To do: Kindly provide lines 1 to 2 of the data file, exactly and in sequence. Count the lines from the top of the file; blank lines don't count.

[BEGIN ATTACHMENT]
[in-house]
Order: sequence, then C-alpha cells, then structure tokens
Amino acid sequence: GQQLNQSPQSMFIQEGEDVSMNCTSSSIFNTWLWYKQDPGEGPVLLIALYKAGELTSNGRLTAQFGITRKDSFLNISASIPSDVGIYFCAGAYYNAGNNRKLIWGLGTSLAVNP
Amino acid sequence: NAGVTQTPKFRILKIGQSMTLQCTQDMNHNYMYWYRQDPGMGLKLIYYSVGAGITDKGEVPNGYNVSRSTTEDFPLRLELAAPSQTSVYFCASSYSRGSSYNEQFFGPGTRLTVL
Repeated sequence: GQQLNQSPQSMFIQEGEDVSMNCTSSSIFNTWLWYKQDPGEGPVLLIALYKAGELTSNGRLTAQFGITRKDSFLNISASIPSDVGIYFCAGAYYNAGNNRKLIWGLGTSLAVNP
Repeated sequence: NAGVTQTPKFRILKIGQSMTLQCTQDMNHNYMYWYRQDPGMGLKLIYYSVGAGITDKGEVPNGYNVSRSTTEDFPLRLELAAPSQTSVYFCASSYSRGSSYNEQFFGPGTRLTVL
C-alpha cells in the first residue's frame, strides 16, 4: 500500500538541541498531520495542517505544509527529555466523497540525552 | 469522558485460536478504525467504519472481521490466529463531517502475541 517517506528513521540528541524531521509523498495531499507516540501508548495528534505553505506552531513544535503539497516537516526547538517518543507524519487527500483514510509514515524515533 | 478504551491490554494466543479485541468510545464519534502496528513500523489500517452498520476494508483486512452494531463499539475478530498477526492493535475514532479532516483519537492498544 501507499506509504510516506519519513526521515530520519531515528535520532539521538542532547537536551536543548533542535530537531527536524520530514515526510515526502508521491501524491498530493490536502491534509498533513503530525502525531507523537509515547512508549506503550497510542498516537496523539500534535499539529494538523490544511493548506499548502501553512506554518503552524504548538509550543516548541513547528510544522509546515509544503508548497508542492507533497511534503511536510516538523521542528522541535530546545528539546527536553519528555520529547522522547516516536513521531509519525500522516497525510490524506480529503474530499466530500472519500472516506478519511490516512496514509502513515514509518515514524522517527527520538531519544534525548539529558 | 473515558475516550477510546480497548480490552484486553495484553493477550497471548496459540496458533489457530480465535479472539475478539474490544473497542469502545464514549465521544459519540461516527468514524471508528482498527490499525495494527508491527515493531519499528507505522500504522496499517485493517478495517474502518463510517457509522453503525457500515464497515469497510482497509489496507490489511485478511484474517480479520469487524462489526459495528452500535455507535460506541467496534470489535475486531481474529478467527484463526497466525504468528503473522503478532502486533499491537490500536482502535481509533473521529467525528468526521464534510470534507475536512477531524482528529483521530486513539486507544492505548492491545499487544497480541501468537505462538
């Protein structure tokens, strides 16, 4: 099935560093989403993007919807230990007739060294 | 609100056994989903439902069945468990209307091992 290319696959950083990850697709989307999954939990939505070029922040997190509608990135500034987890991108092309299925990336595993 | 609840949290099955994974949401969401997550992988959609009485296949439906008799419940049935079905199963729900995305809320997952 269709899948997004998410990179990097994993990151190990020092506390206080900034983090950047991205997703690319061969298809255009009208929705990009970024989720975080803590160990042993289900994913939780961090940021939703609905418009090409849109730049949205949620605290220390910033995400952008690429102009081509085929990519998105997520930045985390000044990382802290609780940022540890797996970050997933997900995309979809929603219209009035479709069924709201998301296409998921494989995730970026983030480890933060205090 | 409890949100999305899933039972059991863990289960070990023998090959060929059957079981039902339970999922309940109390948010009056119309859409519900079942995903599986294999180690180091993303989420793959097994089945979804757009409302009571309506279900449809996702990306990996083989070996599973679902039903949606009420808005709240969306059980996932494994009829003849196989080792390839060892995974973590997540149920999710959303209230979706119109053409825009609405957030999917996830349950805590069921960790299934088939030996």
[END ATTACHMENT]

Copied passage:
[in-house]
Order: sequence, then C-alpha cells, then structure tokens